“Ultimately, if I said a player couldn’t play, he didn’t play,” said Raymond Thal, a team orthopedist from 2000 to ’08. “Sometimes we’d say he can play, but the coach keeps him out because he doesn’t think he’d be as effective. But if I said he couldn’t play, the coach wouldn’t play him.”
There are rare cases still when medical expertise is overlooked or even overruled.
“I’ve been in that case,” said Tyer, who retired in 2009 as the Redskins’ director of sports medicine, “where I tell the coach two hours before a game when they’re making the list of inactives. I say, ‘This guy can’t play, coach.’ Coach is good with it. Then the player comes up to the coach and says, ‘Coach, I can go, I can go.’ You get ruled out of it sometimes.”
Redskins doctors agree that their relationship with players is key. The physicians all maintain regular full-time practices outside of Redskins Park. Most travel with the team and work on game days. In addition, they’ll visit the team’s training facility at least once a week, while the team trainers are on-hand to treat players every day.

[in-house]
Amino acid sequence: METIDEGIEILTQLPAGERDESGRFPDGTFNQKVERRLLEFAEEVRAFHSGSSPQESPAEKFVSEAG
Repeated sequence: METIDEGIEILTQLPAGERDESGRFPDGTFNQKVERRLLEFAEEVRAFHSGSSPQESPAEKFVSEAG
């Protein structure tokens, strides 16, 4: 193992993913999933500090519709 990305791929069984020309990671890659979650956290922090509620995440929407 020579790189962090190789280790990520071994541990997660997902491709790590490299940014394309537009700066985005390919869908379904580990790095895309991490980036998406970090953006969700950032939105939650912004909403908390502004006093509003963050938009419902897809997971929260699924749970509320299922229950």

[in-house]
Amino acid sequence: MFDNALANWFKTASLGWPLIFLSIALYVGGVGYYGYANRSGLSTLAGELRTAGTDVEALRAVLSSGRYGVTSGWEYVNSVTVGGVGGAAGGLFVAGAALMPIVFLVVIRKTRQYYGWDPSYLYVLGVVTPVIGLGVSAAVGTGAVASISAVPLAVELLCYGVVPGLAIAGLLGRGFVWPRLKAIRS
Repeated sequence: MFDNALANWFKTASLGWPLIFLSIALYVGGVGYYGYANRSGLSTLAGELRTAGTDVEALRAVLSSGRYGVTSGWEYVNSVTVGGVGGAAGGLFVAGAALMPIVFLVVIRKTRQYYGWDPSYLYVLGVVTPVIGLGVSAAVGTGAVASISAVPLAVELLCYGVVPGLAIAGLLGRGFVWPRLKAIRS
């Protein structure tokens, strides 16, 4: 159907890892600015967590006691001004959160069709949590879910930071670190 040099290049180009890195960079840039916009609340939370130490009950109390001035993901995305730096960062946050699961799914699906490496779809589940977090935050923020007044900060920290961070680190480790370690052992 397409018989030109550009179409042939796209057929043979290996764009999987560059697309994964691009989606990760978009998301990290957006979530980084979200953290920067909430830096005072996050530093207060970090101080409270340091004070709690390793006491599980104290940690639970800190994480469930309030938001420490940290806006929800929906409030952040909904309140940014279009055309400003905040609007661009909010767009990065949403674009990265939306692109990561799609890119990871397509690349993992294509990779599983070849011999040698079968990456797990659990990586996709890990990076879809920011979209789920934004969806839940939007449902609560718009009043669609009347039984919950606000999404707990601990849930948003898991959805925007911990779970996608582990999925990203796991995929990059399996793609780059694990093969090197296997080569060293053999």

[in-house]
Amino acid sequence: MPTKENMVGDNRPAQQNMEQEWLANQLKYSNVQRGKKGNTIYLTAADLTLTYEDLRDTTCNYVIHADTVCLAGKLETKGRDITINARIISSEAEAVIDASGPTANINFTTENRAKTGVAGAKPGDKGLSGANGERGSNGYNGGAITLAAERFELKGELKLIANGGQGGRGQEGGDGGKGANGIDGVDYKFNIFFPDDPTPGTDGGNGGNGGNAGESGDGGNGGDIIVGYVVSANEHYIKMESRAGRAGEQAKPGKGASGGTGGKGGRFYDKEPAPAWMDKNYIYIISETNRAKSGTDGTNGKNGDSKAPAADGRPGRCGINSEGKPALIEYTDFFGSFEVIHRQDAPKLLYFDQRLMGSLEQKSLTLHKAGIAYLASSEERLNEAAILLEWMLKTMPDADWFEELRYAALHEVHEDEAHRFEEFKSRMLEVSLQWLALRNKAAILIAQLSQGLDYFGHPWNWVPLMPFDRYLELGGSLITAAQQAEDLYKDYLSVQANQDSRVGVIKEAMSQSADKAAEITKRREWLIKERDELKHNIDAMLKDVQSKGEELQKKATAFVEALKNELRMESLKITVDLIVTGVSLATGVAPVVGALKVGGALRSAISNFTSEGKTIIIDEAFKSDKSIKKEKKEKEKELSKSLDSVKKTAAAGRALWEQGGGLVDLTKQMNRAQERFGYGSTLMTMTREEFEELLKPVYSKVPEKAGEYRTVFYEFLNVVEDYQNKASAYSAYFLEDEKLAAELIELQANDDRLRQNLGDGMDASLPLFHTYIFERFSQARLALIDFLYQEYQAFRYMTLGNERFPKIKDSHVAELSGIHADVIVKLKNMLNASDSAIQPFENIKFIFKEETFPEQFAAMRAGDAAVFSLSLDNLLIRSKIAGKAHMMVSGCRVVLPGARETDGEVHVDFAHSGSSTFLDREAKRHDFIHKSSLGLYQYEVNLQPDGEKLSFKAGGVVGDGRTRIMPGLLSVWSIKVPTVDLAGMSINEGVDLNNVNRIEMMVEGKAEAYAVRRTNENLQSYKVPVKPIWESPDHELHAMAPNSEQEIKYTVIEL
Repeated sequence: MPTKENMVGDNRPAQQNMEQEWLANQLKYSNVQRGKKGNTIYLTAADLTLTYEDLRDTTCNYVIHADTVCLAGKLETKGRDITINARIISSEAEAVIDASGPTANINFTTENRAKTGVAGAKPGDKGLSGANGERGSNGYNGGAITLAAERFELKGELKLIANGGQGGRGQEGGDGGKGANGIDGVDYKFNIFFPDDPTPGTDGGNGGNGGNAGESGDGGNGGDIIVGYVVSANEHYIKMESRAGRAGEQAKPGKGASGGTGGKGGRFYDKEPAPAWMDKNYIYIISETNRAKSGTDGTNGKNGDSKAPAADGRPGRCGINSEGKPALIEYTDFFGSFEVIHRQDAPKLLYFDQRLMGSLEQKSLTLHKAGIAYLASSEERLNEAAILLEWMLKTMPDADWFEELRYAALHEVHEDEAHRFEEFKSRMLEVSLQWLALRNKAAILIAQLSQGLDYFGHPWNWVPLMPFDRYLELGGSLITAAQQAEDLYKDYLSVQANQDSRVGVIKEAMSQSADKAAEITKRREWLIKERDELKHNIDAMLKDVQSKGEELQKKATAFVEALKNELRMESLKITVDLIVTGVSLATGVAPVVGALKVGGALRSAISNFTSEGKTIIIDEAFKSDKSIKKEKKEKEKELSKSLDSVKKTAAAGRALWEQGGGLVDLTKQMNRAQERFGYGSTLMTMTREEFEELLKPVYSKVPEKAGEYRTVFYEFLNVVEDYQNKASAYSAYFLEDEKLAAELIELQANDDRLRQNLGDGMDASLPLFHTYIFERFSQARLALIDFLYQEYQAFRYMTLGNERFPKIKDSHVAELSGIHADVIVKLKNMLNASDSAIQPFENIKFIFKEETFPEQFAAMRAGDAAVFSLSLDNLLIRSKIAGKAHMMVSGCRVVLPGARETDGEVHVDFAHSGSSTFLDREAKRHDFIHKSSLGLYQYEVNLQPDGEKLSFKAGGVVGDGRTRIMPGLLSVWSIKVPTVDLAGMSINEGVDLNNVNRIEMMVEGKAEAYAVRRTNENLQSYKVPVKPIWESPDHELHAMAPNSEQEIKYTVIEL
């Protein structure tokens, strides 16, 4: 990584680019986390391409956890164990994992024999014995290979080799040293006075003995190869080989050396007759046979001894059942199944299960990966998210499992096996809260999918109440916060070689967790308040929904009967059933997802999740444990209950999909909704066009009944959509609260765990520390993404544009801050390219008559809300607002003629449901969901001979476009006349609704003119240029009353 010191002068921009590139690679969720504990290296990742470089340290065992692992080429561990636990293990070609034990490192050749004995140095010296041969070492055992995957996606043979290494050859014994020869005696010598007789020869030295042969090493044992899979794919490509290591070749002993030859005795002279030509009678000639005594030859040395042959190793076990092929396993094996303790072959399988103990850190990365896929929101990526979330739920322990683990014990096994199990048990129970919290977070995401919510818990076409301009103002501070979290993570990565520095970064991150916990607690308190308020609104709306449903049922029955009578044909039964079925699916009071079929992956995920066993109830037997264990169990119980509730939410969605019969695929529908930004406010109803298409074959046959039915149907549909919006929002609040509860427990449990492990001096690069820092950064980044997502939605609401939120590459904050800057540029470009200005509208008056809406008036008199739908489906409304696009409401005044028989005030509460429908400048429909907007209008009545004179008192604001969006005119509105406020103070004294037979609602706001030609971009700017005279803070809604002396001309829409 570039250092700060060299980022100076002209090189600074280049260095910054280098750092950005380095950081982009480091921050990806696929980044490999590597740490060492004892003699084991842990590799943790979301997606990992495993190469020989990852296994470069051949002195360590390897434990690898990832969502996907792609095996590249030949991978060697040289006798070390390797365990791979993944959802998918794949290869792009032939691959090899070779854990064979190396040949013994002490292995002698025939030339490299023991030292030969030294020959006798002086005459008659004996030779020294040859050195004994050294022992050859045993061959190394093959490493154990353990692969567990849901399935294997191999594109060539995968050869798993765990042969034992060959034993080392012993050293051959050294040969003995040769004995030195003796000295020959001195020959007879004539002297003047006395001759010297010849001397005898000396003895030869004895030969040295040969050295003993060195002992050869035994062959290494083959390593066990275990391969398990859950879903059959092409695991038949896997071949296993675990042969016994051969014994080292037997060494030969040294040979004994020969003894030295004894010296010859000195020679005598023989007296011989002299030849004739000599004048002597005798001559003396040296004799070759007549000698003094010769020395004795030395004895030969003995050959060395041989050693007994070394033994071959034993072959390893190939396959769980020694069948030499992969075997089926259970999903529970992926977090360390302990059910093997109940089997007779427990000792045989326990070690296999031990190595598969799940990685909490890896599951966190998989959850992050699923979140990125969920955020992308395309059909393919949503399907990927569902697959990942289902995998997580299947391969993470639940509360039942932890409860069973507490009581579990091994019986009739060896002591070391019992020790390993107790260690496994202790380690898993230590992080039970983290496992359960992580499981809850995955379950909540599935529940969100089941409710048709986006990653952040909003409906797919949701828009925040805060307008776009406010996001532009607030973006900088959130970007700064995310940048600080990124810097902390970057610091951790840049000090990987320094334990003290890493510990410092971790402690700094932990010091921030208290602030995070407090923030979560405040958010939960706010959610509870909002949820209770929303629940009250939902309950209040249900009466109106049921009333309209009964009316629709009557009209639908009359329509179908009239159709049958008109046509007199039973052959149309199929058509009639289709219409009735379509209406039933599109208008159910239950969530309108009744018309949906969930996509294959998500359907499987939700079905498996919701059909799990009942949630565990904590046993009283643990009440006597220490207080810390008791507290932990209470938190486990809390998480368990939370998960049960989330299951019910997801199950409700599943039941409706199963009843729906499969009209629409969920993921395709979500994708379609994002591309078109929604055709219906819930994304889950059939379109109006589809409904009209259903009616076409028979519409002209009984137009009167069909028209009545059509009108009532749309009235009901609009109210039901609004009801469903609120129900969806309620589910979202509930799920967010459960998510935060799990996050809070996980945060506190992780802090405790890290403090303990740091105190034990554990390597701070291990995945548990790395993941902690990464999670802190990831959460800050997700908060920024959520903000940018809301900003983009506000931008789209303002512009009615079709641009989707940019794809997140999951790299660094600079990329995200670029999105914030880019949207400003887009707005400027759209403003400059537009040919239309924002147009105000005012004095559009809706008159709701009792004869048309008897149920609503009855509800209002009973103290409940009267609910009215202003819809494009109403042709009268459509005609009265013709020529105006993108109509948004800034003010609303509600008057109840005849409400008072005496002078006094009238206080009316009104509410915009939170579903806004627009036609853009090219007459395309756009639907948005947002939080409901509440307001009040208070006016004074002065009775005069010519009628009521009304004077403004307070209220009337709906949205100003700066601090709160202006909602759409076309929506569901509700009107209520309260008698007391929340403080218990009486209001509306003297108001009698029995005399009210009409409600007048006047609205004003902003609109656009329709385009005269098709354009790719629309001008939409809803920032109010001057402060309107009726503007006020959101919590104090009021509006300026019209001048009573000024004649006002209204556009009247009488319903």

“The issue of trust is really critical for us,” Casolaro said. “If the players don’t trust me or us as a medical team, it’s like any patient, it’s not going to work. If they don’t think I have their best interests at heart, it’s a rough road.”
The Redskins’ official health care provider is Commonwealth Orthopedics, an arrangement vetted by the NFL. In addition to James Andrews, the team’s high-profile orthopedic consultant, the Redskins use two area orthopedists — Chris Annunziata and Andrew Parker, both from Commonwealth — plus a team dentist, chiropractor and neurosurgeon. While the relationship could be a money-maker for some, it’s also a big time commitment.
“If you figure out your hourly rate, it’s not financially lucrative,” Thal said. “I make a lot more per hour being in the office of my practice than I do there. Does it help the practice? Yes, to some degree.”